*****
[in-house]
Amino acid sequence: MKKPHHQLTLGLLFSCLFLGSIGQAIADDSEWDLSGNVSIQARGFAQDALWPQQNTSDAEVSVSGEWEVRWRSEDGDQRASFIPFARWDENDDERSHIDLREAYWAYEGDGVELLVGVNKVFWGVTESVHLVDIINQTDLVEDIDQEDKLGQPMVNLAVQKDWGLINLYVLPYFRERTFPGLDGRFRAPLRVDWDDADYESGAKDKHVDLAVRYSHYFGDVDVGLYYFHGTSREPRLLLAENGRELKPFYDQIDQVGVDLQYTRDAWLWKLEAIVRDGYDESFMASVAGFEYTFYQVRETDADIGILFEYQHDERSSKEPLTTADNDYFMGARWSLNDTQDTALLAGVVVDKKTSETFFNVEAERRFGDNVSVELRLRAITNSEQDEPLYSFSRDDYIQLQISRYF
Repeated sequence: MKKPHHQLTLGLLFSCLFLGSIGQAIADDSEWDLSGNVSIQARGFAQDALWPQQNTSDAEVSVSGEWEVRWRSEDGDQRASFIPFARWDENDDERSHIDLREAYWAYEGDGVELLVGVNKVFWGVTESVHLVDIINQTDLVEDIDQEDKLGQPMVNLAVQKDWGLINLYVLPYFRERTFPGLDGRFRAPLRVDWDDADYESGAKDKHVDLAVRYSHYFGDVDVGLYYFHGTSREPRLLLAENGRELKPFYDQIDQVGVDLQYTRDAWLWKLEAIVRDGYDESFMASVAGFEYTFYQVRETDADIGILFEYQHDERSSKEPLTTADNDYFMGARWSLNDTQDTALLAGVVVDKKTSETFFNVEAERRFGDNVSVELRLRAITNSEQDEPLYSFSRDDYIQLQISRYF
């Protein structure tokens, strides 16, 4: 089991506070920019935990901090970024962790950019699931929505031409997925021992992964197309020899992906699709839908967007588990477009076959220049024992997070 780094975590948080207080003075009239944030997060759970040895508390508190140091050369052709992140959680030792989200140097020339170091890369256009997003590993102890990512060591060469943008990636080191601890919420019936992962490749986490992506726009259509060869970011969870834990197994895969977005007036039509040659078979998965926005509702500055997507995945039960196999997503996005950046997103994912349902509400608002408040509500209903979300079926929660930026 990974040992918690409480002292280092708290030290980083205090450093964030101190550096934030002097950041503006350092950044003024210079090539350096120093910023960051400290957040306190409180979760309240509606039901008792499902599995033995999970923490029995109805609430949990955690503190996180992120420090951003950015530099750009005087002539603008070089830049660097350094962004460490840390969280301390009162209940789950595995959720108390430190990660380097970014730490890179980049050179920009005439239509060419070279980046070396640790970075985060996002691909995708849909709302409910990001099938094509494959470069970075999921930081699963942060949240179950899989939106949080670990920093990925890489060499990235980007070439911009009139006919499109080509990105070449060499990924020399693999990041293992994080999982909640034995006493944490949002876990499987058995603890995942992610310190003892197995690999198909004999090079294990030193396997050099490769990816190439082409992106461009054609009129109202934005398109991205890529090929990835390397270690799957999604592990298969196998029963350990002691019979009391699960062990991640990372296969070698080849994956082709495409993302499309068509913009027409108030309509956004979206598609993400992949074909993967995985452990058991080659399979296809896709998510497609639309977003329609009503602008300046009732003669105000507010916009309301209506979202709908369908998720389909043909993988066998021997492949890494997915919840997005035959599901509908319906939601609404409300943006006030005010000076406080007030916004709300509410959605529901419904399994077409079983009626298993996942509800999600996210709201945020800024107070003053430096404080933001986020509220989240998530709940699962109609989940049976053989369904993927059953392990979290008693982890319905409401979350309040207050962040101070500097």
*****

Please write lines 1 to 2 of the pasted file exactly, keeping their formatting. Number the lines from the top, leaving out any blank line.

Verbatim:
[in-house]
Amino acid sequence: MKKPHHQLTLGLLFSCLFLGSIGQAIADDSEWDLSGNVSIQARGFAQDALWPQQNTSDAEVSVSGEWEVRWRSEDGDQRASFIPFARWDENDDERSHIDLREAYWAYEGDGVELLVGVNKVFWGVTESVHLVDIINQTDLVEDIDQEDKLGQPMVNLAVQKDWGLINLYVLPYFRERTFPGLDGRFRAPLRVDWDDADYESGAKDKHVDLAVRYSHYFGDVDVGLYYFHGTSREPRLLLAENGRELKPFYDQIDQVGVDLQYTRDAWLWKLEAIVRDGYDESFMASVAGFEYTFYQVRETDADIGILFEYQHDERSSKEPLTTADNDYFMGARWSLNDTQDTALLAGVVVDKKTSETFFNVEAERRFGDNVSVELRLRAITNSEQDEPLYSFSRDDYIQLQISRYF